The article reveals some of the intricate relationships between urbanization at different stages, human horizontal (spatial) and partial vertical mobility, and changing ruralurban communities. After reviewing the key ideas and schools of urban and urbanization studies, the authors examine the conceptual diversity and many-sided nature of deurbanization as a spatial, societal and cultural-mental transformation. The controversial discourse of the latter, which often implies opposite approaches and phenomena, such as social lifting or downshifting, is stressed, along with the greater role of individual decisions. Stronger social and spatial links between cities and rural areas in the globalizing world manifest themselves in the accelerated formation of the rural-urban continuum and through the growing recurrent spatial mobility of people. Russia’s incomplete urbanization and polarization of its socio-economic space have created two massive opposite flows, i.e. the centrifugal seasonal dacha deurbanization and the centripetal labor migration of Russian villagers and small town dwellers towards large cities. The two streams are interrelated, e.g. temporal urban work, and the lodging of Russian otkhodniks instead of resettling, leading to the prolongation of the life of peripheral localities where their families stay. This habitability, in turn, facilitates the dacha development of small settlements. The article considers the reasons for “guest work” in Russian cities and the variety of dachas, as well as their impact on both urban and rural lifestyles. Mass movements of vacationers and workers and their two-house lives, sometimes balanced in time, complicates the knowledge of how many people actually live and work in the countryside, in small and big cities. This is a serious obstacle to the adequate maintenance and development of Russia’s spaces, since local budgets are designed for permanent population alone – which in many places is partially true.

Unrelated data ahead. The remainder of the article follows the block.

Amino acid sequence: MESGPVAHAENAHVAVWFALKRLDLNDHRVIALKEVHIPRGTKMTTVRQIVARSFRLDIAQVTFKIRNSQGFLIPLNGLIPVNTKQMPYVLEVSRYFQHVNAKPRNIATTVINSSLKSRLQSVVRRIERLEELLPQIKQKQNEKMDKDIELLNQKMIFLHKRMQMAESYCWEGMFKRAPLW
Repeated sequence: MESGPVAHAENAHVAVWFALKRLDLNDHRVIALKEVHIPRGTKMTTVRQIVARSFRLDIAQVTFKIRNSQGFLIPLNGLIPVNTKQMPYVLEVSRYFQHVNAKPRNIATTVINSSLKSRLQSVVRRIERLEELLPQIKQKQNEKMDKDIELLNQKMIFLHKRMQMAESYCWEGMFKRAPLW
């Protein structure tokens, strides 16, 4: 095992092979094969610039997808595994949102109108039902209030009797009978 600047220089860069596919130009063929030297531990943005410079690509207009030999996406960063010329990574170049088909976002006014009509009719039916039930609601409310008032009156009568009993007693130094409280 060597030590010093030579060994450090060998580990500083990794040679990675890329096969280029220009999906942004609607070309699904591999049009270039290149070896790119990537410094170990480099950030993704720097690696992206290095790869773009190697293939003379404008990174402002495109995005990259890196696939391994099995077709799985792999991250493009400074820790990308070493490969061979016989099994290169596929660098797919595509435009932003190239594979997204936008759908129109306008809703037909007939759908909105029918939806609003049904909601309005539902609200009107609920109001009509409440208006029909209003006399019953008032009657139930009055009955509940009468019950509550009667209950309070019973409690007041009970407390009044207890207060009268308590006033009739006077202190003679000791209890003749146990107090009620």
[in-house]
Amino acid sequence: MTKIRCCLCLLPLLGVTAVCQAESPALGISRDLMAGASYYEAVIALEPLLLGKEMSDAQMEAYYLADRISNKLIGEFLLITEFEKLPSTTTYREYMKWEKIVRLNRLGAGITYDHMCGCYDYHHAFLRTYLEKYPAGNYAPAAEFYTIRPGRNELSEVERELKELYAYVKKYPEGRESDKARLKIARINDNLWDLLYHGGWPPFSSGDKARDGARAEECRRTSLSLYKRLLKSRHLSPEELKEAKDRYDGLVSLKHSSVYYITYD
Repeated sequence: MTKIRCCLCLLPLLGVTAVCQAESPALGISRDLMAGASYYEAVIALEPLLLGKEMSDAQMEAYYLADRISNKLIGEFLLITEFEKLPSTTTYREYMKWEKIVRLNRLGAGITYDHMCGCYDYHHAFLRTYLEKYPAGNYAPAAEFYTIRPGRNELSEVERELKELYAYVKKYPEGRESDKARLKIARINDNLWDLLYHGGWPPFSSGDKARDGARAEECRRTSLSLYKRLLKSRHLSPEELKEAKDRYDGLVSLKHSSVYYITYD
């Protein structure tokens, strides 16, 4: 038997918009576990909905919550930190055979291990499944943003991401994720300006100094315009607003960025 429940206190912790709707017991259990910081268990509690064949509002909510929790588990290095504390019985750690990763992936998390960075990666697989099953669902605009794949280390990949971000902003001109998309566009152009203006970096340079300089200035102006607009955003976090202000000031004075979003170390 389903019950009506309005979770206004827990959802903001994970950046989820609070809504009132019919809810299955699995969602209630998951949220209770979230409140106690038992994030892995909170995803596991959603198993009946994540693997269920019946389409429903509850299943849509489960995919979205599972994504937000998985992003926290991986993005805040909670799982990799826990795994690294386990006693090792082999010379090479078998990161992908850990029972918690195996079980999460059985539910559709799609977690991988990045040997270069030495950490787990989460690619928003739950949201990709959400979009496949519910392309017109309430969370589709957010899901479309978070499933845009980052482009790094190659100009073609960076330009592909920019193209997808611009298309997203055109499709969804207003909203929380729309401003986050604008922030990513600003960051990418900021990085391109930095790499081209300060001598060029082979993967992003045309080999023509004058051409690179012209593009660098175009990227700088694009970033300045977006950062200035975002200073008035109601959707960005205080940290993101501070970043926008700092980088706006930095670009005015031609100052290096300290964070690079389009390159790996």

The article analyzes the role of the natives of former republics of the USSR in the formation of the Russian population. Despite the fact that Russia is second only to the United States, by the number of foreign-born in its population, only a small part of them are real international migrants. Among 11 million people only not more than a third came to Russia after the collapse of the Soviet Union and they are not repatriates and members of ethnic groups traditionally resident in Russia. Revealed not only scale of resettlement (relocation), but also migrant stock (the number of migrants) who remain to live in place where they settled after a long time. So the vast majority of immigrants from Belarus, Estonia, Lithuania, Latvia, Ukraine, Abkhazia and South Ossetia lives in Russia for more than 10 years continuously, and it is difficult to distinguish them from the locals. Besides that, the article revealed features of the transformation of major socio-demographic characteristics - ethnicity, the age structure, level of education.
социальная интеграция, наука, Образование, бизнес, Интегрированный комплекс, условия интеграции